PR failure at Toronto GO Transit: Day 3

July 16, 2008

Now that’s better… from today’s Toronto Star:

“After our story on Monday sparked public outcry, GO seems to have gotten the message.

McNeil has since sent a letter to the Star, saying “a review of security practices across our network (will) be undertaken. We will also conduct staff training for our front-line workers to better understand established protocols for incident reporting.”

Go Transit also made the board’s CEO available for comments, which sends a good message.

Advertisements

PR failure at Toronto’s GO Transit: Day 2

July 15, 2008

The Star follows with an editorial after yesterday’s fiasco (it was on City TV too):

“There is a sense among riders that vehicles parked at GO Transit lots face a significant risk of being looted, especially for high-value items such as air bags and catalytic converters. Some riders report having their cars attacked repeatedly over the course of a few months, or they describe returning from work to find multiple vehicles damaged in a single day.”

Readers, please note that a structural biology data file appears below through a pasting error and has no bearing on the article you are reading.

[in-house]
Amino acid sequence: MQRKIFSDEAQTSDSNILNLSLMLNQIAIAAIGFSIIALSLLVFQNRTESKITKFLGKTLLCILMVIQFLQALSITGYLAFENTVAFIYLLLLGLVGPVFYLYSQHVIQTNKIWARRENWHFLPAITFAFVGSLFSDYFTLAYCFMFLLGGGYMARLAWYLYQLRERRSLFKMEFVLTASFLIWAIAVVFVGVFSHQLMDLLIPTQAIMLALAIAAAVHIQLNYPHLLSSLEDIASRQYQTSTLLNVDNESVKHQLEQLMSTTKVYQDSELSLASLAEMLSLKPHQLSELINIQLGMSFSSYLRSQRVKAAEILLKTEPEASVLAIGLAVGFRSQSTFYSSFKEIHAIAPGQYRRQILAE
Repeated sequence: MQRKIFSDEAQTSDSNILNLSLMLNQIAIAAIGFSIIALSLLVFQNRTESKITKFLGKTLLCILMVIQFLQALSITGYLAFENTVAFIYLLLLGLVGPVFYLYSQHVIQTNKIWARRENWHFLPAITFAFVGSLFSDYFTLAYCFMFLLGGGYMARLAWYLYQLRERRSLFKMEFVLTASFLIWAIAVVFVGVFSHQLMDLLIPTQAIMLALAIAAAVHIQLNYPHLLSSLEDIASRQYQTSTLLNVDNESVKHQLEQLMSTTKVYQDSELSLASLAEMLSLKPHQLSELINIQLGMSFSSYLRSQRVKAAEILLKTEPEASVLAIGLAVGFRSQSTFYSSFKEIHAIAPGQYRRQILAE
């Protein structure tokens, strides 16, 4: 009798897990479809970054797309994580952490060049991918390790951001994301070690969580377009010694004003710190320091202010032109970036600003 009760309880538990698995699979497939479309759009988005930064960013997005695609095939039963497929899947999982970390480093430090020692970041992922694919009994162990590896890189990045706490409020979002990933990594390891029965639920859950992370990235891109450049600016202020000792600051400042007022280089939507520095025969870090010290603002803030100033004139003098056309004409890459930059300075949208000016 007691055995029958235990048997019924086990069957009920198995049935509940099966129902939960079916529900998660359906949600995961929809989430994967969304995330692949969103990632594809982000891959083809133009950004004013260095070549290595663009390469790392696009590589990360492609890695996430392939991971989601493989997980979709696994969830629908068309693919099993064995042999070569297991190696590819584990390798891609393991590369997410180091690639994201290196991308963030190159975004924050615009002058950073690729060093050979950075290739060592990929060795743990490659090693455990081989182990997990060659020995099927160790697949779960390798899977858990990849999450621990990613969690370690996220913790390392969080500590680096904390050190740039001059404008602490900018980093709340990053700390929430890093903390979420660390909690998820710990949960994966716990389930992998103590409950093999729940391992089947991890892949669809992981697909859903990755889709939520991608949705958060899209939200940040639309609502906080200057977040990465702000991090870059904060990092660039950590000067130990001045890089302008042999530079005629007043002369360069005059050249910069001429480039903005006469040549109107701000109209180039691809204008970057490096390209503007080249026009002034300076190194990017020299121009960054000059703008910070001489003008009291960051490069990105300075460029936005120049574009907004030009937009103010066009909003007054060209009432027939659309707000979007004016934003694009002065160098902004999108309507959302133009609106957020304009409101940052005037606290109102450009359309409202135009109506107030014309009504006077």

We can see they’re trying, but it’s still not enough. If they’re lucky, that will be it, but clients will be left with a bad taste in the mouth.


PR failure at Toronto’s GO Transit

July 14, 2008

This is not good…

The Toronto Star reports auto parts thieves help themselves with impunity at GO Transit’s popular Park-and-Go day parking lots. GO’s Managing Director shrugs and says the lots are “quite safe” – there are only 350 reported incidents per year.

The result of the Director’s careless comments:

“More than 100 emails and calls flooded in from angry readers, some of whom were victimized several times in a year or less at GO stations. The emails made it clear that GO has no process for riders to report thefts, doesn’t share information with police, is understaffed with security officers, and has little or no video surveillance at many lots. Almost all thefts occur during the day, when the lots are jammed with vehicles.”

Wow, even the police gives GO a thumb-down for security.

All right, let’s all sit and watch for a few days as GO’s Marketing & Communications Dept. run around in damage-control mode. Good luck, guys.